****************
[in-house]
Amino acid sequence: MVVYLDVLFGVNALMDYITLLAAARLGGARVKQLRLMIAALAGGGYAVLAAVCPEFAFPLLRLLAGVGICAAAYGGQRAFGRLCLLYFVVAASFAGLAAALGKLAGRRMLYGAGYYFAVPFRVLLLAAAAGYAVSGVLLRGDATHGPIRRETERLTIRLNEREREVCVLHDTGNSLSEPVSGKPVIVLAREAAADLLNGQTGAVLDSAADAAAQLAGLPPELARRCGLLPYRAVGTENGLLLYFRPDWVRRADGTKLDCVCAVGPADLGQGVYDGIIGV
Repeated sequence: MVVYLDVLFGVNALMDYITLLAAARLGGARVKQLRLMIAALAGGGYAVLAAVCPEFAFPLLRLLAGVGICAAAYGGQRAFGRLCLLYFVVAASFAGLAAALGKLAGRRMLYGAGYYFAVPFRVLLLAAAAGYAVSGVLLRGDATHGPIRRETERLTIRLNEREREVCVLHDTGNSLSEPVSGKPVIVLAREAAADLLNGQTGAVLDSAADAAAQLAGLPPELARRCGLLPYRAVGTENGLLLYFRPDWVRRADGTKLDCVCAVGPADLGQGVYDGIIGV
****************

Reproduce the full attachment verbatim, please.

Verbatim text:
[in-house]
Amino acid sequence: MVVYLDVLFGVNALMDYITLLAAARLGGARVKQLRLMIAALAGGGYAVLAAVCPEFAFPLLRLLAGVGICAAAYGGQRAFGRLCLLYFVVAASFAGLAAALGKLAGRRMLYGAGYYFAVPFRVLLLAAAAGYAVSGVLLRGDATHGPIRRETERLTIRLNEREREVCVLHDTGNSLSEPVSGKPVIVLAREAAADLLNGQTGAVLDSAADAAAQLAGLPPELARRCGLLPYRAVGTENGLLLYFRPDWVRRADGTKLDCVCAVGPADLGQGVYDGIIGV
Repeated sequence: MVVYLDVLFGVNALMDYITLLAAARLGGARVKQLRLMIAALAGGGYAVLAAVCPEFAFPLLRLLAGVGICAAAYGGQRAFGRLCLLYFVVAASFAGLAAALGKLAGRRMLYGAGYYFAVPFRVLLLAAAAGYAVSGVLLRGDATHGPIRRETERLTIRLNEREREVCVLHDTGNSLSEPVSGKPVIVLAREAAADLLNGQTGAVLDSAADAAAQLAGLPPELARRCGLLPYRAVGTENGLLLYFRPDWVRRADGTKLDCVCAVGPADLGQGVYDGIIGV